Article date: 12 August 2015
- The typical family’s monthly income reaches a three-year high of £2,126
- But at least one in ten survives on less than half this amount as the gap between family types widens
- Monthly savings habits reach a record high as rainy day funds increase
- But 26% of families are still not saving and average debts have also risen – leaving many unprotected against unforeseen events
Rising incomes and savings pots among UK families are masking a widening gap between the ‘haves’ and ‘have nots’, the latest Aviva Family Finance Report reveals.
The last six months have seen the typical family’s income reach its highest point since March 2012. Better savings habits also mean the typical family is saving a record £113 each month.
But despite these improvements, the income gap between family types has widened and many families are not managing to save each month, leaving them vulnerable to financial shocks – particularly as debts have also increased.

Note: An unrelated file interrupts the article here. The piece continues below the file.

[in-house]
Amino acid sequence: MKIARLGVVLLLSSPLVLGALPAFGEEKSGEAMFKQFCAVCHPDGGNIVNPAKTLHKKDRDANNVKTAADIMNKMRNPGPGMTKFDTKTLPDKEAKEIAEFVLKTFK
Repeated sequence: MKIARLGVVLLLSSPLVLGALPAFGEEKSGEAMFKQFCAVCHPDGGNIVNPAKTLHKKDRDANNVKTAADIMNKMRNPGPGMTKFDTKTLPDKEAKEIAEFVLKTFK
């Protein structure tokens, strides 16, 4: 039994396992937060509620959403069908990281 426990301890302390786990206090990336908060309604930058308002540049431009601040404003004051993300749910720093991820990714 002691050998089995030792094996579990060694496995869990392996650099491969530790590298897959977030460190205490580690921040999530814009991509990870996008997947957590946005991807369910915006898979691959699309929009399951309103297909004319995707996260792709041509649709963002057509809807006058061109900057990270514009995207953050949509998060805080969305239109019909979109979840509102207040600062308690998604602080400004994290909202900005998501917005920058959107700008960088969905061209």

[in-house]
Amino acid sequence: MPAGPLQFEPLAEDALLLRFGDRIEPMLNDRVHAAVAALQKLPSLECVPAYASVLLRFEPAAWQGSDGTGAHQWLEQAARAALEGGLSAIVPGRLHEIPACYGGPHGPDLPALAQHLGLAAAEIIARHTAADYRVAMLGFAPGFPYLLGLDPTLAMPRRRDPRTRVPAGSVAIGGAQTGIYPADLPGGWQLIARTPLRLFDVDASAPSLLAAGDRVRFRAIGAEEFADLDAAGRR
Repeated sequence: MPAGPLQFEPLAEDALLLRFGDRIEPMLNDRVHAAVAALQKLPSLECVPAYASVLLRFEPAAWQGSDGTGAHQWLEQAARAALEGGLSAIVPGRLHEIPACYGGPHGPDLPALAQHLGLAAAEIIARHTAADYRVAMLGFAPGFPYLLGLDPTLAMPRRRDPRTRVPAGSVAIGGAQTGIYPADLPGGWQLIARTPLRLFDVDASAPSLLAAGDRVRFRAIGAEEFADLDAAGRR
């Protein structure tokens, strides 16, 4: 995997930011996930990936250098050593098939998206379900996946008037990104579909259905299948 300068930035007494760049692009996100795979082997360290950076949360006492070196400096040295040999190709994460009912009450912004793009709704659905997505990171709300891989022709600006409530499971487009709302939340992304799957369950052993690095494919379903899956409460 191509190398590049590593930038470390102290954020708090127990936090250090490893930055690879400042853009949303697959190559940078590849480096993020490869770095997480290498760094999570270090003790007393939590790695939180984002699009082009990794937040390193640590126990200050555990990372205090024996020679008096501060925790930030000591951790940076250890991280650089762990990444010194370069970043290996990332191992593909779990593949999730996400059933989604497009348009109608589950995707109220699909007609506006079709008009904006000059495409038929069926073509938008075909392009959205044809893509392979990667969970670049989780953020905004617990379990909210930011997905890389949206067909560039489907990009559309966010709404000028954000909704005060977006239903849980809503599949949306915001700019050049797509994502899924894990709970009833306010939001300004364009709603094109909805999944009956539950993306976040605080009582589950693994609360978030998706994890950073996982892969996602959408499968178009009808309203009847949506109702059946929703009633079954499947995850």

Parents raising children alone are left behind by income gains
The typical family’s monthly income after tax reached a three-year high of £2,126 in May, the highest figure recorded since March 2012 (£2,139).
However, the upward trend masks a widening gap between the ‘haves’ and the ‘have nots’. Couples with plans to have children have made the greatest gains since November 2014 and have seen their monthly incomes rise by £339 from £2,122 to £2,461. This is more than twice the boost enjoyed by any other family type.
In contrast, parents who are raising children alone – either as single parents or as a result of being divorced, separated or widowed – have seen their monthly incomes drop from £1,176 to £1,077 over the same period. This loss of £99 a month adds up to £1,188 annually, the equivalent of one month’s salary.
This group has also seen the gap widen between their income and that of the typical family from £866 to £1,049, over the last six months.
Table 1: Income gap for family types compared to the median family income
|Winter 2014||Summer 2015|
|Median family net income (monthly)||£2,043||£2,126|
|Couples with no plans to have children||+£107||+£95|
|Couples with plans to have children||+£79||+£334|
|Couples with one child||-£27||-£24|
|Couples with two or more children||+£130||+£67|
|Parents raising children alone*||-£866||-£1,049|
*This group combines single parents and those raising at least one child having been divorced, separated or widowed.